We're passing ALTAM at 4,000' heading for OYOSO, when John decides to (politely) ask the controller why we've got the crossing restriction. The controller comes back quickly (and a little defensively) with "well, 4,000' is my MVA in the area"; to which John responds with the observation that the published altitude for the ALTAM OYOSO transition is 3,000' (me, I'm thinking "Gawd, John — don't question him! They'll send out the F16s!"). We get a non-committal answer to that one, so we putter on at 4,000' towards OYOSO. After a short period of radio silence from everyone concerned, the controller comes back to us unprompted with a "descend and maintain 3,000", and down we go. John says that he suspects the controller's not looked at the plate for ages, and on a not-particularly busy set of (relatively-new) approaches like these into Tracy, it probably just doesn't matter that much, but it's always reassuring that I'm not the only one making (little) mistakes in this business….
As we turn towards the final approach heading at OYOSO, the G1000 suddenly flashes up the message "Approach not active!" across the main HSI and the display goes into approach-not-active mode. Quick as a flash I look at the G1000 flight plan window (did I forget to correctly activate the procedure? No, it looks fine) and then the autopilot, start thinking about aborting the approach, then look up at the main display HSI again. And everything's just fine, all back to normal, with the approach active and the autopilot turning us correctly to the final approach segment. I watch the unit like a hawk for the rest of the way in (well, I always do that, but never mind, it's the thought that counts). We discuss this later, back on the ground at Oakland; I suspect we had a momentary WAAS integrity failure, possibly due to antenna configuration in the turn, or maybe a cranky antenna. John has a similar theory; I guess we'll never know.
* * *
Little errors and issues, for sure, especially on what was essentially a night VFR currency flight done as an IFR exercise under the hood in beautifully-clear and warm weather, but (again) it's weirdly heartening that it's not me that's making all the errors, and that nothing really disturbed my calm or caused me to do much more than blithely ponder the Big Issues while under the hood.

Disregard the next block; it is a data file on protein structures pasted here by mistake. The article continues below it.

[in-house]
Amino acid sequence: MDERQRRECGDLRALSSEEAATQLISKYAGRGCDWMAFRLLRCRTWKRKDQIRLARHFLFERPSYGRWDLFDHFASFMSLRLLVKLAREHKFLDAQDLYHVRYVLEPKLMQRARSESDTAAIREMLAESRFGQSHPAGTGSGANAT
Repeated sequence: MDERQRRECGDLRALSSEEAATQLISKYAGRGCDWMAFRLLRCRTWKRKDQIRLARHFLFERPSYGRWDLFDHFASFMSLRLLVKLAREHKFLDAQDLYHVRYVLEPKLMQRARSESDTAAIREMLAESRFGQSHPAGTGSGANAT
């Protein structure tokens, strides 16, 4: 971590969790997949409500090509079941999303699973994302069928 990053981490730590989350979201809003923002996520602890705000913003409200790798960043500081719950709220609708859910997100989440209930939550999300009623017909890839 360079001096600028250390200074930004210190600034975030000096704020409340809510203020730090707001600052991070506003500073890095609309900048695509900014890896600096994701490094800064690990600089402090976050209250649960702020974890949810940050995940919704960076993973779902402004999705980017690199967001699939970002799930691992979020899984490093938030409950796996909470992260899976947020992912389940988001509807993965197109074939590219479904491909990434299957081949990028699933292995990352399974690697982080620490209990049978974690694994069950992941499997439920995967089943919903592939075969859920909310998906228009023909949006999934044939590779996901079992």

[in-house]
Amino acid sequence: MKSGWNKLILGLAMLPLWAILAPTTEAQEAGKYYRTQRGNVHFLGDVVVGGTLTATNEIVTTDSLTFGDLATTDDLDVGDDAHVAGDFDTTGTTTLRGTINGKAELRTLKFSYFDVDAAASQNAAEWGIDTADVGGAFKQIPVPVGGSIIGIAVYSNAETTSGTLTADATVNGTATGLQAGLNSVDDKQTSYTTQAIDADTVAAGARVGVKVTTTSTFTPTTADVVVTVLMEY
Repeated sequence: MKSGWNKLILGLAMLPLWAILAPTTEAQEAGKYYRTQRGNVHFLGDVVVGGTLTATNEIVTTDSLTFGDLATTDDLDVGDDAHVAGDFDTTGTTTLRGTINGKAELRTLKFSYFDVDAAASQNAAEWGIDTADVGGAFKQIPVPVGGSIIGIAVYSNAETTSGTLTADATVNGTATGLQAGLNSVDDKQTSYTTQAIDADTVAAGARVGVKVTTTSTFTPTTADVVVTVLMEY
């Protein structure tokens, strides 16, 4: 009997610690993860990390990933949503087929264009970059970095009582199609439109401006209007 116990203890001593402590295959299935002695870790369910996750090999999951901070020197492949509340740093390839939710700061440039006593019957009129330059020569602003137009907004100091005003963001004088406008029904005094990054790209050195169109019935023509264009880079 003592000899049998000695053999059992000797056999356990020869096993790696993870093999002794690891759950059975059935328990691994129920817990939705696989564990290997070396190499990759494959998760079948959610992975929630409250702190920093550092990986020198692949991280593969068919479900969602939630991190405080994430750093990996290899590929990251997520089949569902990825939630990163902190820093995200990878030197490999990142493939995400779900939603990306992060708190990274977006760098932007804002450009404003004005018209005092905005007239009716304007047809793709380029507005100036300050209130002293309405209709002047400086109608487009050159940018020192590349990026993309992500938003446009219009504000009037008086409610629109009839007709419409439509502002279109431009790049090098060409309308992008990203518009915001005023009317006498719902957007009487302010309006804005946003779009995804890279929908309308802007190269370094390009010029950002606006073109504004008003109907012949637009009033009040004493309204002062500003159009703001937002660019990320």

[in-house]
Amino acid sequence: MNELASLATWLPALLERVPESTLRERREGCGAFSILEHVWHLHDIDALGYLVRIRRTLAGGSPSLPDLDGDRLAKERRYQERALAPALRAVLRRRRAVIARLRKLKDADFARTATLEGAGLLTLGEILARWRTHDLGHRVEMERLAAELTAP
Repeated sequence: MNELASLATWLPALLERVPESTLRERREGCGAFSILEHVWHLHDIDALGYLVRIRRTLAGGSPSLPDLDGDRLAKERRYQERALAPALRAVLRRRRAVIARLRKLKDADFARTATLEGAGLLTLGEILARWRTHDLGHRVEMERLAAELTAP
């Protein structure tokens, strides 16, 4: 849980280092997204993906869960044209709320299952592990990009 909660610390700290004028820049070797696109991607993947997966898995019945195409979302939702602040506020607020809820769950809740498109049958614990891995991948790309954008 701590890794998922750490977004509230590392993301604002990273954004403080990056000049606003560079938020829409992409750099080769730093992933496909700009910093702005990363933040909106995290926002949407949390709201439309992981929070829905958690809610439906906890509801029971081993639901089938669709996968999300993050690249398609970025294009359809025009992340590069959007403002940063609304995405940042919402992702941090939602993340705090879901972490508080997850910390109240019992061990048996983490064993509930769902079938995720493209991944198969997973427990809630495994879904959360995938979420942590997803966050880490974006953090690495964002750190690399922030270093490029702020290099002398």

After canceling IFR and landing nicely at Tracy, we remain in the pattern for some night currency landing work, with John getting a couple of his own landings in (not bad, not bad :-)), and then depart back towards Oakland. The RNAV 27L approach back into Oakland is familiar and easy, and after a little over an hour and a half of very pleasant and enjoyable flying, my various FAA, insurance, and club currencies are up to date for quite some time again.
* * *
John's brought along his iPhone with the new Foreflight chart setup (and much more). I use the older Foreflight (without charts) myself, and I'm mildly curious how useful the charts are in a working cockpit. I'm also a bit suspicious that I'll find the setup distracting, but when — in response to a mild problem I'm having getting the Cessna's overhead lights to properly light my paper approach plate on the yoke clipbpard — John sets his iPhone up for me to my left with the suction cup against the window, it's actually fairly easy to use, and not at all distracting. In fact I have to remind myself that it's there, and remember to actually use it. After a while it felt fairly natural, and with a bit of positional adjustment and practice, I'd definitely give it two thumbs up for approach chart display and access, at least. I think in the long run it's definitely likely to be in my virtual flight bag….
[Note added 1 March: as John notes in his comment on this article, it wasn't in fact the Foreflight chart software on his iPhone, it was GoodReader with approach charts from Nacomatic.com — thanks John…].
The tip off is the lack of any border on the display.